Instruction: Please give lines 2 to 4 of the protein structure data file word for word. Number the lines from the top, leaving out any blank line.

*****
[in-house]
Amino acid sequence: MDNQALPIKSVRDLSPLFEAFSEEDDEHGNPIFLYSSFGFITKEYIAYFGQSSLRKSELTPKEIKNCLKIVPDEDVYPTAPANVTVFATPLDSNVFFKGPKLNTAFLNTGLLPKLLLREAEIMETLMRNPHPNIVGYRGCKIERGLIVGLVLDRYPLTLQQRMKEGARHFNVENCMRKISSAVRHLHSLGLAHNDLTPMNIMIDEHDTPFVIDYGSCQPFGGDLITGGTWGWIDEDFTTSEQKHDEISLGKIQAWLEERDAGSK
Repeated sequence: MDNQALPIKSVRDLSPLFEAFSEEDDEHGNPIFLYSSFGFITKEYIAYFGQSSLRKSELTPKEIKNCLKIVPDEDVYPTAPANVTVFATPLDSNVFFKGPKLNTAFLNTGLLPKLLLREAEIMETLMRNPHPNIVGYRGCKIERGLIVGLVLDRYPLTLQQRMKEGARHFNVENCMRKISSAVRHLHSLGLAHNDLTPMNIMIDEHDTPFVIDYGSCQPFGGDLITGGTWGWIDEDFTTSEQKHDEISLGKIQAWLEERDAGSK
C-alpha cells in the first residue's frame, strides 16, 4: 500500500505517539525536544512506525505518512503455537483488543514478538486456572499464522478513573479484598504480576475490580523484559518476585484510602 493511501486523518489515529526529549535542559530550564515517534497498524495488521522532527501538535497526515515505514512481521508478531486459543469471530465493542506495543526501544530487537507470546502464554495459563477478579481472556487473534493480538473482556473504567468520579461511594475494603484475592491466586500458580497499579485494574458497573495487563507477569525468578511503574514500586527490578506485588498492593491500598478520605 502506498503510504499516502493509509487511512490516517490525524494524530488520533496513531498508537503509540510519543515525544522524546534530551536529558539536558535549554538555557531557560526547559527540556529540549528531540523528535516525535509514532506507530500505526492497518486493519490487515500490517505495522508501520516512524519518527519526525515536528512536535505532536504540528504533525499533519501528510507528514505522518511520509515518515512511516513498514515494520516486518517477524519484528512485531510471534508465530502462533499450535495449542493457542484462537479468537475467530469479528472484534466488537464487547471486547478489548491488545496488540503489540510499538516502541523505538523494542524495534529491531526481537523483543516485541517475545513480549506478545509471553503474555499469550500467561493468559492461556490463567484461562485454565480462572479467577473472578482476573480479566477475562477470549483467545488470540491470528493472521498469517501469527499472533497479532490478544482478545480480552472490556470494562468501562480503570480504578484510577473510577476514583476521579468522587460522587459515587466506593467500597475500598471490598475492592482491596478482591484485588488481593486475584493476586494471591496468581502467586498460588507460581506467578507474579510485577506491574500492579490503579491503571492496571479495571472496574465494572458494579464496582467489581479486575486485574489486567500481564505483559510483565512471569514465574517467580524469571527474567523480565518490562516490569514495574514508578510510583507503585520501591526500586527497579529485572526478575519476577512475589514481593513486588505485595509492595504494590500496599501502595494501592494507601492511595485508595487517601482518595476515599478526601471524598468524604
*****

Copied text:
Amino acid sequence: MDNQALPIKSVRDLSPLFEAFSEEDDEHGNPIFLYSSFGFITKEYIAYFGQSSLRKSELTPKEIKNCLKIVPDEDVYPTAPANVTVFATPLDSNVFFKGPKLNTAFLNTGLLPKLLLREAEIMETLMRNPHPNIVGYRGCKIERGLIVGLVLDRYPLTLQQRMKEGARHFNVENCMRKISSAVRHLHSLGLAHNDLTPMNIMIDEHDTPFVIDYGSCQPFGGDLITGGTWGWIDEDFTTSEQKHDEISLGKIQAWLEERDAGSK
Repeated sequence: MDNQALPIKSVRDLSPLFEAFSEEDDEHGNPIFLYSSFGFITKEYIAYFGQSSLRKSELTPKEIKNCLKIVPDEDVYPTAPANVTVFATPLDSNVFFKGPKLNTAFLNTGLLPKLLLREAEIMETLMRNPHPNIVGYRGCKIERGLIVGLVLDRYPLTLQQRMKEGARHFNVENCMRKISSAVRHLHSLGLAHNDLTPMNIMIDEHDTPFVIDYGSCQPFGGDLITGGTWGWIDEDFTTSEQKHDEISLGKIQAWLEERDAGSK
C-alpha cells in the first residue's frame, strides 16, 4: 500500500505517539525536544512506525505518512503455537483488543514478538486456572499464522478513573479484598504480576475490580523484559518476585484510602 493511501486523518489515529526529549535542559530550564515517534497498524495488521522532527501538535497526515515505514512481521508478531486459543469471530465493542506495543526501544530487537507470546502464554495459563477478579481472556487473534493480538473482556473504567468520579461511594475494603484475592491466586500458580497499579485494574458497573495487563507477569525468578511503574514500586527490578506485588498492593491500598478520605 502506498503510504499516502493509509487511512490516517490525524494524530488520533496513531498508537503509540510519543515525544522524546534530551536529558539536558535549554538555557531557560526547559527540556529540549528531540523528535516525535509514532506507530500505526492497518486493519490487515500490517505495522508501520516512524519518527519526525515536528512536535505532536504540528504533525499533519501528510507528514505522518511520509515518515512511516513498514515494520516486518517477524519484528512485531510471534508465530502462533499450535495449542493457542484462537479468537475467530469479528472484534466488537464487547471486547478489548491488545496488540503489540510499538516502541523505538523494542524495534529491531526481537523483543516485541517475545513480549506478545509471553503474555499469550500467561493468559492461556490463567484461562485454565480462572479467577473472578482476573480479566477475562477470549483467545488470540491470528493472521498469517501469527499472533497479532490478544482478545480480552472490556470494562468501562480503570480504578484510577473510577476514583476521579468522587460522587459515587466506593467500597475500598471490598475492592482491596478482591484485588488481593486475584493476586494471591496468581502467586498460588507460581506467578507474579510485577506491574500492579490503579491503571492496571479495571472496574465494572458494579464496582467489581479486575486485574489486567500481564505483559510483565512471569514465574517467580524469571527474567523480565518490562516490569514495574514508578510510583507503585520501591526500586527497579529485572526478575519476577512475589514481593513486588505485595509492595504494590500496599501502595494501592494507601492511595485508595487517601482518595476515599478526601471524598468524604